Ecole Polytechnique Fédérale de Lausanne (EPFL) scientists have developed a solar-panel material that can cut down on perovskite based photovoltaic costs. Meanwhile the new cells achieve a competitive power conversion efficiency of 20.2%.

Today, some of the most promising solar cells today use light-harvesting films made from perovskites – a group of materials that share a characteristic molecular structure. However, perovskite-based solar cells use expensive “hole-transporting” materials, whose function is to move the positive charges that are generated when light hits the perovskite film.

Publishing in Nature Energy, the EPFL scientists report engineering a considerably cheaper hole-transporting material that costs only a fifth of the existing ones while keeping the efficiency of the solar cell above 20%.

Graphical image of FDT Molecules On A Surface of Perovskite Crystals. Image Credit: Sven M. Hein. Click image for the largest view.

Graphical image of FDT Molecules On A Surface of Perovskite Crystals. Image Credit: Sven M. Hein. Click image for the largest view.

As the quality of perovskite films increases, researchers are seeking other ways of improving the overall performance of solar cells. Naturally, this search targets the other key elements of a solar panel, the hole-transporting layer, and specifically, the materials that make them up. There are currently only two hole-transporting materials available for perovskite-based solar cells. Both types are quite costly to synthesize, adding to the overall expense of the solar cell.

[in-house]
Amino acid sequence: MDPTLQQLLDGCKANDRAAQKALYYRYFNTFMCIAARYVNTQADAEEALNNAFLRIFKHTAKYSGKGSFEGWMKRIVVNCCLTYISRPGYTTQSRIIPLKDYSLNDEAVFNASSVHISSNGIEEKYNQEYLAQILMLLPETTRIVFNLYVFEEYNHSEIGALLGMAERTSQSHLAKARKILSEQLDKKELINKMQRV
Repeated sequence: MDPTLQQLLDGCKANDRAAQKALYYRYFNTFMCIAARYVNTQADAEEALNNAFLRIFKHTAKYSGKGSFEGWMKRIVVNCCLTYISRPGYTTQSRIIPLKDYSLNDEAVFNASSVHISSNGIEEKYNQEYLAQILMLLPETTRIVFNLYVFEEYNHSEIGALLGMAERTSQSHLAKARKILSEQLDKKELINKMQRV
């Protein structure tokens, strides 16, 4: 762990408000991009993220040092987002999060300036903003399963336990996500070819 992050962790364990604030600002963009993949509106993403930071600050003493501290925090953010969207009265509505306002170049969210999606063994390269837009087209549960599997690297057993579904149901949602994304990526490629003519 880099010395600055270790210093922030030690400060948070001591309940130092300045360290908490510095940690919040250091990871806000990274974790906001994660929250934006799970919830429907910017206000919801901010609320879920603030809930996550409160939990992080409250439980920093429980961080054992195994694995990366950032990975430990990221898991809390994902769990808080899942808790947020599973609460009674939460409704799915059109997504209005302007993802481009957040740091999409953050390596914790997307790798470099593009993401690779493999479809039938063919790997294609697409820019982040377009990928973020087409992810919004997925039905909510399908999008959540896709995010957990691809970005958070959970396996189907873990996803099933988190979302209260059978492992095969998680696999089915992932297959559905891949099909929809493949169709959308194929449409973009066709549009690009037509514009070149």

To address the problem, a team of researchers led by Mohammad Nazeeruddin at EPFL developed a molecularly engineered hole-transporting material, called FDT, that can bring costs down while keeping efficiency up to competitive levels. Tests showed that the efficiency of FDT rose to 20.2% – higher than the other two, more expensive alternatives. And because FDT can be easily modified, it acts as a blueprint for an entire generation of new low-cost hole-transporting materials.

Nazeeruddin explained, “The best performing perovskite solar cells use hole transporting materials, which are difficult to make and purify, and are prohibitively expensive, costing over €300 per gram preventing market penetration. By comparison, FDT is easy to synthesize and purify, and its cost is estimated to be a fifth of that for existing materials – while matching, and even surpassing their performance.”

Perovskite cells are coming. The perovskite parts looks to be quite long lasting. Lets hope the team’s new material is quite long lasting, too, as well as being so much less expensive.


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